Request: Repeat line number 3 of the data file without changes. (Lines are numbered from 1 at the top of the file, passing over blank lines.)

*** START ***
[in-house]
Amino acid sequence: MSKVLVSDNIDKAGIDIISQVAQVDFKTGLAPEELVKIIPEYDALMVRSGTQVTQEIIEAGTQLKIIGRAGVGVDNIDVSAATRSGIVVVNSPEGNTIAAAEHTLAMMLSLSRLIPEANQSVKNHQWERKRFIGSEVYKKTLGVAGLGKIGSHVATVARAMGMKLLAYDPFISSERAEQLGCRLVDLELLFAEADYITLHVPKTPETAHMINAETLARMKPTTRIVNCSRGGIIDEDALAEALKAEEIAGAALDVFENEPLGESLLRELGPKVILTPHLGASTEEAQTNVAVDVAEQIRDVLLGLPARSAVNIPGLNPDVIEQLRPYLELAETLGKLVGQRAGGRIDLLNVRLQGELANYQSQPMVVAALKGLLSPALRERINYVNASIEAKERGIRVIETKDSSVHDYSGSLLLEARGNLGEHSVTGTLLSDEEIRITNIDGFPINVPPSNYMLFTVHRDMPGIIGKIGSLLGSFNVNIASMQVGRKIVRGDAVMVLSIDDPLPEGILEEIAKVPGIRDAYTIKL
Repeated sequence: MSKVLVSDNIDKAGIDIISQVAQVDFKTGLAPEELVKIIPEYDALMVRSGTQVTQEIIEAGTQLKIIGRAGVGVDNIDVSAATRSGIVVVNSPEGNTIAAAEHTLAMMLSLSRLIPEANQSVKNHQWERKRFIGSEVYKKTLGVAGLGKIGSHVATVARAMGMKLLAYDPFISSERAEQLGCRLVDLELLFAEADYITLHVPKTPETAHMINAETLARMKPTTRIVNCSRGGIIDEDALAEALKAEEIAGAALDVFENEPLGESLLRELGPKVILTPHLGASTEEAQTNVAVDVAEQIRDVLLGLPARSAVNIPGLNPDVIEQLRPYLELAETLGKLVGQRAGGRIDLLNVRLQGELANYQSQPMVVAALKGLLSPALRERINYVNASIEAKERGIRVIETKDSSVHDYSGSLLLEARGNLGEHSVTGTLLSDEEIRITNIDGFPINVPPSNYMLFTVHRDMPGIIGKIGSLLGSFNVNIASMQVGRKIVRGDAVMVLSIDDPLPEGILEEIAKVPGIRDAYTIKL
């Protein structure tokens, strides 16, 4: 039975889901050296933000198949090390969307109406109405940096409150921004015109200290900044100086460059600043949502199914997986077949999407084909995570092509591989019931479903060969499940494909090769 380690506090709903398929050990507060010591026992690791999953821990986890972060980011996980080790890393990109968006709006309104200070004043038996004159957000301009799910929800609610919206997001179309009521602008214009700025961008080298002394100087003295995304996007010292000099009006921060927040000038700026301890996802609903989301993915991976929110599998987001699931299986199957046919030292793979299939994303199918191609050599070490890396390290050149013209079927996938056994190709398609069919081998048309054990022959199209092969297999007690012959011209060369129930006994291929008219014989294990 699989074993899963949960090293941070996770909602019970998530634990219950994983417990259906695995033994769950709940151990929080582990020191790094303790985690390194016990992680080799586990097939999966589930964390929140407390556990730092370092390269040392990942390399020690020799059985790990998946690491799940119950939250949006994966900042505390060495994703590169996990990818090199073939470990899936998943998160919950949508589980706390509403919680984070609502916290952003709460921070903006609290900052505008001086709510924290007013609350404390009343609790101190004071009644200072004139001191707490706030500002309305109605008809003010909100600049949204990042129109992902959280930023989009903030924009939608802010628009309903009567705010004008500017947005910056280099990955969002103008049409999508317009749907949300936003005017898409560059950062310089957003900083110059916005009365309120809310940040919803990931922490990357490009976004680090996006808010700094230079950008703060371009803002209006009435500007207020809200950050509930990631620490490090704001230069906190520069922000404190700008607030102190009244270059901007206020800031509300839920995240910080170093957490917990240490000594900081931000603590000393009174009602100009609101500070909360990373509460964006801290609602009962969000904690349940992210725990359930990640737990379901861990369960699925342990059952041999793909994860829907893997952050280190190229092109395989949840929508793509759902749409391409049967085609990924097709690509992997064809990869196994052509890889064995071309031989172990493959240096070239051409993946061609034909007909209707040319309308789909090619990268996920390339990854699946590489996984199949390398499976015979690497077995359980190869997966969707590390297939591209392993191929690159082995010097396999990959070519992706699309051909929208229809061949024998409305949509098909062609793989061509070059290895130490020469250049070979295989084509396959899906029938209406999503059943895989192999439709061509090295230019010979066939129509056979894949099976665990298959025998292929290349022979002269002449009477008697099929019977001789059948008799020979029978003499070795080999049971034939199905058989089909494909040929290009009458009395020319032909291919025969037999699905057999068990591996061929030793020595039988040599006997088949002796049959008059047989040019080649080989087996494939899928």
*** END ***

Repeated sequence: MSKVLVSDNIDKAGIDIISQVAQVDFKTGLAPEELVKIIPEYDALMVRSGTQVTQEIIEAGTQLKIIGRAGVGVDNIDVSAATRSGIVVVNSPEGNTIAAAEHTLAMMLSLSRLIPEANQSVKNHQWERKRFIGSEVYKKTLGVAGLGKIGSHVATVARAMGMKLLAYDPFISSERAEQLGCRLVDLELLFAEADYITLHVPKTPETAHMINAETLARMKPTTRIVNCSRGGIIDEDALAEALKAEEIAGAALDVFENEPLGESLLRELGPKVILTPHLGASTEEAQTNVAVDVAEQIRDVLLGLPARSAVNIPGLNPDVIEQLRPYLELAETLGKLVGQRAGGRIDLLNVRLQGELANYQSQPMVVAALKGLLSPALRERINYVNASIEAKERGIRVIETKDSSVHDYSGSLLLEARGNLGEHSVTGTLLSDEEIRITNIDGFPINVPPSNYMLFTVHRDMPGIIGKIGSLLGSFNVNIASMQVGRKIVRGDAVMVLSIDDPLPEGILEEIAKVPGIRDAYTIKL